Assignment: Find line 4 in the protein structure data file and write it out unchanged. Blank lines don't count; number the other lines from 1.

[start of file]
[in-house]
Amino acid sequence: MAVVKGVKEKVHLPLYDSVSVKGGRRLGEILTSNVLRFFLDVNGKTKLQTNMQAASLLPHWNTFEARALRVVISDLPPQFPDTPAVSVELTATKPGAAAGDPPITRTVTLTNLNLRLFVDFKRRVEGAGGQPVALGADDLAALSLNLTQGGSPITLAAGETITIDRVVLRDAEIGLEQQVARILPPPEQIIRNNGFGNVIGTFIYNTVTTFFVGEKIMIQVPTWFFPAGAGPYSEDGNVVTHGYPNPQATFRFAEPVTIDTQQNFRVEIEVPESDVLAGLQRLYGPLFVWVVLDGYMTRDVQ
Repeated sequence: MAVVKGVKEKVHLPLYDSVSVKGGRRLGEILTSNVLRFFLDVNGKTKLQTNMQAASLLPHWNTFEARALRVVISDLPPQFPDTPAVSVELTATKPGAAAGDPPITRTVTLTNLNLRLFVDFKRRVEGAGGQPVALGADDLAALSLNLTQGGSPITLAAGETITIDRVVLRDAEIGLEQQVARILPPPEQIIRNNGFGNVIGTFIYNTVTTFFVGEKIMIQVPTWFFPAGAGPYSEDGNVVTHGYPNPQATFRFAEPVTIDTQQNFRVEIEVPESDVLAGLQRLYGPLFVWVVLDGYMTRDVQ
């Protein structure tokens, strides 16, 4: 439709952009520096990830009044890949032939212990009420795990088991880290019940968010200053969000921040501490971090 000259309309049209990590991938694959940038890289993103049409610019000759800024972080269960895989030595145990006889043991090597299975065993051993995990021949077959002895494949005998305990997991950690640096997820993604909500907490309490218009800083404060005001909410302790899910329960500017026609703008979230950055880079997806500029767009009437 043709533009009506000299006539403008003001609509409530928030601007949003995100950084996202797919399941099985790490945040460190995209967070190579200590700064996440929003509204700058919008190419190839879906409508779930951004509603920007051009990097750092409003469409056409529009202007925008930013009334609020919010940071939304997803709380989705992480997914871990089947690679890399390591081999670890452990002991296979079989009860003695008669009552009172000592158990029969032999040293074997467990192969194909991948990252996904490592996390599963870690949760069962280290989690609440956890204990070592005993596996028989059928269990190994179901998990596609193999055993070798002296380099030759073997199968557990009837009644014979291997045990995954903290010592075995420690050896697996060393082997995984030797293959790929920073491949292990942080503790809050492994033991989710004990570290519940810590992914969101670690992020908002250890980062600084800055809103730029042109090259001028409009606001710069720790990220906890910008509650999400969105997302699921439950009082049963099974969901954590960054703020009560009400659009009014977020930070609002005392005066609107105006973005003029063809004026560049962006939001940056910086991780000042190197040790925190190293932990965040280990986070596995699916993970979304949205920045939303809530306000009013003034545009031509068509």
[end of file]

């Protein structure tokens, strides 16, 4: 439709952009520096990830009044890949032939212990009420795990088991880290019940968010200053969000921040501490971090 000259309309049209990590991938694959940038890289993103049409610019000759800024972080269960895989030595145990006889043991090597299975065993051993995990021949077959002895494949005998305990997991950690640096997820993604909500907490309490218009800083404060005001909410302790899910329960500017026609703008979230950055880079997806500029767009009437 043709533009009506000299006539403008003001609509409530928030601007949003995100950084996202797919399941099985790490945040460190995209967070190579200590700064996440929003509204700058919008190419190839879906409508779930951004509603920007051009990097750092409003469409056409529009202007925008930013009334609020919010940071939304997803709380989705992480997914871990089947690679890399390591081999670890452990002991296979079989009860003695008669009552009172000592158990029969032999040293074997467990192969194909991948990252996904490592996390599963870690949760069962280290989690609440956890204990070592005993596996028989059928269990190994179901998990596609193999055993070798002296380099030759073997199968557990009837009644014979291997045990995954903290010592075995420690050896697996060393082997995984030797293959790929920073491949292990942080503790809050492994033991989710004990570290519940810590992914969101670690992020908002250890980062600084800055809103730029042109090259001028409009606001710069720790990220906890910008509650999400969105997302699921439950009082049963099974969901954590960054703020009560009400659009009014977020930070609002005392005066609107105006973005003029063809004026560049962006939001940056910086991780000042190197040790925190190293932990965040280990986070596995699916993970979304949205920045939303809530306000009013003034545009031509068509």